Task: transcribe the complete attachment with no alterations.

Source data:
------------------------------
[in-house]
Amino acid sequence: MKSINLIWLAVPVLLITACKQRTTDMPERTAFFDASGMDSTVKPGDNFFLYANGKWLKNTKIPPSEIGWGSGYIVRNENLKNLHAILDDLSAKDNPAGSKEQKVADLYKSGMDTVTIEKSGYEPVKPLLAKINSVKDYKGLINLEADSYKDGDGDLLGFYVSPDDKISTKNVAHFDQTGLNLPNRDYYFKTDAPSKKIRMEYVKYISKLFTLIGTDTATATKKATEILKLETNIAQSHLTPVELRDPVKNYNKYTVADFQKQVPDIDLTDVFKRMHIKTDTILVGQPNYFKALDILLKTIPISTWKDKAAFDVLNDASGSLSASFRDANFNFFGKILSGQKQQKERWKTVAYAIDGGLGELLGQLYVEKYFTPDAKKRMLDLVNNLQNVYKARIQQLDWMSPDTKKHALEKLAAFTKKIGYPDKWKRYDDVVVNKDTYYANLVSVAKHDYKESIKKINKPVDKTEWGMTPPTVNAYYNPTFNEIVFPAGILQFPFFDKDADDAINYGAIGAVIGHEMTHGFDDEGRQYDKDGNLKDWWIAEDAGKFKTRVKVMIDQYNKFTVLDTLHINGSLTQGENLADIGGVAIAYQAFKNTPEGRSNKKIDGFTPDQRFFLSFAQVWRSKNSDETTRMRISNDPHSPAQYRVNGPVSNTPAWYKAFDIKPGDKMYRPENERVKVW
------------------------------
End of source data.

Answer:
[in-house]
Amino acid sequence: MKSINLIWLAVPVLLITACKQRTTDMPERTAFFDASGMDSTVKPGDNFFLYANGKWLKNTKIPPSEIGWGSGYIVRNENLKNLHAILDDLSAKDNPAGSKEQKVADLYKSGMDTVTIEKSGYEPVKPLLAKINSVKDYKGLINLEADSYKDGDGDLLGFYVSPDDKISTKNVAHFDQTGLNLPNRDYYFKTDAPSKKIRMEYVKYISKLFTLIGTDTATATKKATEILKLETNIAQSHLTPVELRDPVKNYNKYTVADFQKQVPDIDLTDVFKRMHIKTDTILVGQPNYFKALDILLKTIPISTWKDKAAFDVLNDASGSLSASFRDANFNFFGKILSGQKQQKERWKTVAYAIDGGLGELLGQLYVEKYFTPDAKKRMLDLVNNLQNVYKARIQQLDWMSPDTKKHALEKLAAFTKKIGYPDKWKRYDDVVVNKDTYYANLVSVAKHDYKESIKKINKPVDKTEWGMTPPTVNAYYNPTFNEIVFPAGILQFPFFDKDADDAINYGAIGAVIGHEMTHGFDDEGRQYDKDGNLKDWWIAEDAGKFKTRVKVMIDQYNKFTVLDTLHINGSLTQGENLADIGGVAIAYQAFKNTPEGRSNKKIDGFTPDQRFFLSFAQVWRSKNSDETTRMRISNDPHSPAQYRVNGPVSNTPAWYKAFDIKPGDKMYRPENERVKVW